Player Receiving 4 Votes

Travis Benjamin, San Diego

Feery: Travis Benjamin has made the leap from the offensively-challenged Cleveland Browns to the pass-happy San Diego Chargers. He’ll assume the role of deep threat receiver for Phillip Rivers, a quarterback who has never been shy about airing it out – nor about throwing early and often. In 2016, Benjamin posted a respectable line of 68/966/5 in 16 games, and his statistical output appears to be in line for a nice bounce. He’ll be on the receiving end of targets from the best quarterback he has played with thus far in his career, and could be one of the proverbial "ready to take a leap forward" players of 2016.

Haseley: There is not a blue chip free agent wide receiver signing this offseason, but in my opinion, the best veteran addition from a fantasy perspective is the Chargers signing Travis Benjamin. San Diego may have an elite wide receiver in Keenan Allen, but my gut says Travis Benjamin will occupy the deep threat role and be on the receiving end of several big plays from Philip Rivers. Benjamin burst onto the scene last year with 68 receptions, nearly 1,000 yards receiving and five touchdowns. He had seven games of 10+ targets and showed that he can be relied on in the clutch. His skill set sounds exactly like the type of receiver that succeeds with Philip Rivers. His ceiling will be determined by how often he is targeted vs. Keenan Allen. The opportunity is definitely there for Benjamin to build on his breakout 2015 season.

Miglio: Travis Benjamin isn't getting enough love this offseason. Sure, he trailed off after a hot start last season, but how could we blame him for that after dealing with the quarterbacking in Cleveland last season? Now he gets aging-but-still-great Philip Rivers throwing him the ball and Keenan Allen as a bona fide threat to distract defenses.

Wood: Every year fantasy owners get worked up about San Diego’s receiving corps. It seems like Malcom Floyd has been over drafted for 20 years; and let’s not forget the laughably bad idea that was drafting Steve Johnson last season at his inflated ADP. So if I’m panning the Chargers’ receivers not named Keenan Allen, why am I praising Travis Benjamin? Because he’s a MUCH better player than Philip Rivers has had at his disposal in recent years. Benjamin was one of two bright spots in a woeful Browns offense (along with TE Gary Barnidge) and now gets financial security and a landing spot that unites him with one of the league’s best passers. I don’t expect Benjamin to be a 1,000-yard receiver this year, but he’ll be a viable fantasy WR3 with WR2 upside in certain matchups.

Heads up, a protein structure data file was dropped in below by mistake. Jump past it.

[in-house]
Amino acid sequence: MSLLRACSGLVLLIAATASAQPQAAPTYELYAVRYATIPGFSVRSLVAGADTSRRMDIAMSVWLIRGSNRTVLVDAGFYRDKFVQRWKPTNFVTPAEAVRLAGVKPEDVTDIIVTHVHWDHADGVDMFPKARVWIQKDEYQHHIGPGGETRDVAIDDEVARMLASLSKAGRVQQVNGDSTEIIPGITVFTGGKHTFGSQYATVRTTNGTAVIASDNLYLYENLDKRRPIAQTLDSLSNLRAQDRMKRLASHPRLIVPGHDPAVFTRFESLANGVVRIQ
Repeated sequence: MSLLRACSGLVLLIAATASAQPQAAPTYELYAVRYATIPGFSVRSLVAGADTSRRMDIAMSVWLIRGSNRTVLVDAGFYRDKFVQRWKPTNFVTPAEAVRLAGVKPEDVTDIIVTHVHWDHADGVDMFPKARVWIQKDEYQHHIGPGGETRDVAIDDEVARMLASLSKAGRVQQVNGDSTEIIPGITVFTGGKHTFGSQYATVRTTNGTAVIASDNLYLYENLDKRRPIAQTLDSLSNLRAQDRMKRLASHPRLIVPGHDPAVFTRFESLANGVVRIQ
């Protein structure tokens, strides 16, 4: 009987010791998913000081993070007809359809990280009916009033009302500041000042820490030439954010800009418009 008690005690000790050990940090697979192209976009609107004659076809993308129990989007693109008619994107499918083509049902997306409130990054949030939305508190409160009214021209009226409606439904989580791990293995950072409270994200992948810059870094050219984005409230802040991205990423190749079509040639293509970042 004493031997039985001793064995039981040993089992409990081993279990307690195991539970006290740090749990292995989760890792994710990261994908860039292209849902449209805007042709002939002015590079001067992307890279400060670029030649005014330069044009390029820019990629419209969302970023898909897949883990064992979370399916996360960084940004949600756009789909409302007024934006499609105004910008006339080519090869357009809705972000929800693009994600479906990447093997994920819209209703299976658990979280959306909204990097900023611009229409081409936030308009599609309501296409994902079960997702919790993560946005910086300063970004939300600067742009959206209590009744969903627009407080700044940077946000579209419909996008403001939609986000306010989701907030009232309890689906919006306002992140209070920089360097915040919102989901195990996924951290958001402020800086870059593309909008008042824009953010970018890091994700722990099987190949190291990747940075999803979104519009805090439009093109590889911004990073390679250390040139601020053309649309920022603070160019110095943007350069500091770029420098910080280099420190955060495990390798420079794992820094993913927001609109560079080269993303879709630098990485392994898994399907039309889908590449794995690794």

Players Receiving 1 Vote

A.J. Green, Cincinnati

Holloway: A. J. Green - The most significant veteran movement at wide receiver was out of Cincinnati, where both Marvin Jones and Mohamed Sanu left in free agency. A. J. Green, who has been the most targeted wide receiver in each of his five seasons with the Bengals remains and should be more highly targeted, even if the offense remains running game focused and takes a step backward. Green averaged 177 targets and 97.5 receptions in his second and third NFL seasons, but has seen his targets slip to 116 (in 13 games) and 132 in the past two years. This season, he should again see 170 targets and threaten going over 100 catches for the first time in his career.

Calvin Johnson, Retirement

Parsons: Calvin Johnson retiring creates a windfall of opportunity in Detroit’s passing game. Eric Ebron enters a critical year 3 to potentially breakout or, at a minimum, show progression from a forgettable first two seasons. Golden Tate has been highly productive, especially with Calvin Johnson out of the lineup. Marvin Jones was the biggest name brought into Detroit’s offense as they also added Andre Roberts and Theo Riddick may play more in the slot. There are 150 targets available from the 2015 distribution in Detroit available with Calvin Johnson retired and at least one of the above-mentioned names will substantially benefit.